else static if (is(T : string))
         return format("\"%s\"", v);

		static if (isArray!T)

         return format("%s", v);

string lua_path = `C:\Lua\lua.exe`;

// executes lua on the program
void lua(string program)

     import std.process: environment, pipeProcess, wait, Redirect;

	if (!lua_path)
		lua_path =  environment.get("LuaD", "lua");
     auto pipes = pipeProcess(lua_path, Redirect.stdin | 


     auto result = wait(;

     if (result != 0) {
         string error;
         foreach (line; pipes.stderr.byLine)
             error ~= line ~ "\n";
         throw new Exception("\n\nERROR occurred in Lua:\n" ~ 

// converts all "@$..." strings to D variables by converting
auto luaD(bool ret = false)(string program)

	if (program.length < 5) return "";

	import std.string, std.range, std.algorithm;

	string r;
	for(int i = 0; i < program.length; i++)
		if (i < program.length - 5)
			if (program[i..i+DDataToken.length] == DDataToken)
				i += DDataToken.length;
				string id;
				while(i < program.length && program[i] != '"')
					id ~= program[i++];

				r ~= `"~d2lua(`~id~`)~"`;
		if (program[i] == '"') r ~= "\\";
		r ~= program[i];

	static if (ret) { return `"`~r~`"`; }

	return `lua("`~r~`");`;

Then a simple lua program `test.lua`:


one calls this program in D:

     auto TestString = "This is a D string";

     // Will automatically substitute TestString

and the lua program will be executed with the D data.

I have used such things for computing data in D and then plotting 
them using some of pythons plotting libraries(matplotlib, mlab, 
mayavi, etc).

It is not as optimal since large datasets can cause problems 
since they can take up so much textual space but this can be 
alleviated by writing them to binary files, or ideally, using 
memory transfers.

With a good robust design D can be the centerpiece of language 
hosting bringing a very large number of users. Python, for some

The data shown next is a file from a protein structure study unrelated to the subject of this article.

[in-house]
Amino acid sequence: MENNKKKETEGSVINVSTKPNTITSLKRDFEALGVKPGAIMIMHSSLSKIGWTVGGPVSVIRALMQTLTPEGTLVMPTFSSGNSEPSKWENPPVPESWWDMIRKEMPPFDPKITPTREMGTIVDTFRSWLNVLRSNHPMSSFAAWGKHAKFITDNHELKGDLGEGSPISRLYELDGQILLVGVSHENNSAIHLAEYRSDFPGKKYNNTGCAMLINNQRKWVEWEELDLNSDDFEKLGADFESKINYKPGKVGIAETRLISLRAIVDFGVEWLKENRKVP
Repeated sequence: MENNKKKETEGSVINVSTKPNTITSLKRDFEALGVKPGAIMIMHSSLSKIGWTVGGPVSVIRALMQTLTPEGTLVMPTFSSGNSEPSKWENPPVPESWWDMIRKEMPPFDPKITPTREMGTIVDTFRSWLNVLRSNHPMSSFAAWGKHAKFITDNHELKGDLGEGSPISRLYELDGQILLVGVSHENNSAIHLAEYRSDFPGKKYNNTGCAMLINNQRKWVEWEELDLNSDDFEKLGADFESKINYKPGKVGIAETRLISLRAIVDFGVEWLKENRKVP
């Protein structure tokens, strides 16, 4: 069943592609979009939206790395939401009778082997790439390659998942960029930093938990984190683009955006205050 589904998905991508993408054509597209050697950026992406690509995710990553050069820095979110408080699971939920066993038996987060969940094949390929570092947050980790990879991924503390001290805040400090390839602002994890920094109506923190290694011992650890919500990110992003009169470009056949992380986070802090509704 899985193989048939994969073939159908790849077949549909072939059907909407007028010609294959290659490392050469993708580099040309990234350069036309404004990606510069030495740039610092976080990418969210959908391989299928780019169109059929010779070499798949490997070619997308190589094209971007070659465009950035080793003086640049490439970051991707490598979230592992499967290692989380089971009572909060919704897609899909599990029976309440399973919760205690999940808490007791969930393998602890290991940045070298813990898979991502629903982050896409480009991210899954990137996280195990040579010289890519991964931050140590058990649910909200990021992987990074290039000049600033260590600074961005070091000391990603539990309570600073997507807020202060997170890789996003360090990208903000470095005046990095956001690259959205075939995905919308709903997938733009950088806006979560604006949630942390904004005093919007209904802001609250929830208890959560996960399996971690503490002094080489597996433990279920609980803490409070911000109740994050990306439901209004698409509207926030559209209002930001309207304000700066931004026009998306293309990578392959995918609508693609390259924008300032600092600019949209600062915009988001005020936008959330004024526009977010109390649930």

odd reason, has a lot of scientific plotting libraries but, as 
most people know, is not very fast. Imagine using D for the 
algorithms and python for the plotting. That is precisely what I 
have done and it works well(debugging errors is the hardest since 
no IDE but that could change). In visual D I get full syntax 
coloring, intellisense, and documentation for python and lua.

Imagine F#, C#, vbs, C++, Haskell, even assembly and many other 
languages being usable with this method. With a good "marshaling" 
library it one would could have limited performance degradation. 
For apps that do not have performance issues, say typical gui's 
one can use a language with good gui frameworks and D for the 
business end. With D's meta capabilities one could probably 
export most of the bridging automatically in to the gui.

Done well it could be a boon to D and bring in many new people 
and $$$. As far as I'm aware, no language or framework exists to 
do this well and easily yet it is not a difficult problem.

Also it lets a person become "multi-lingual" in real time. I know 
quite a few languages but rarely use them because I typically use 
only one at a time unless required.  But being able to 
essentially choose the best language for the job would be nice.

Diet templates sort of approach the idea the same but for html. 
The above approach could allow embedding D code in to other 
languages too by having "code strings".

By having a universal design it could be done quite effectively. 
I've already been able to do far more in D by leveraging python 
than I could do otherwise... but by leveraging I mean having D 
automatically transfer in to the python program rather than 
having to do complicated coding.

My code is not robust as it is proof of concept and meets my 
limited needs. I'd like to see a more robust framework for doing 
this... I'd do it myself but I simply do not have the time to do 
it all and make it as good as it should be.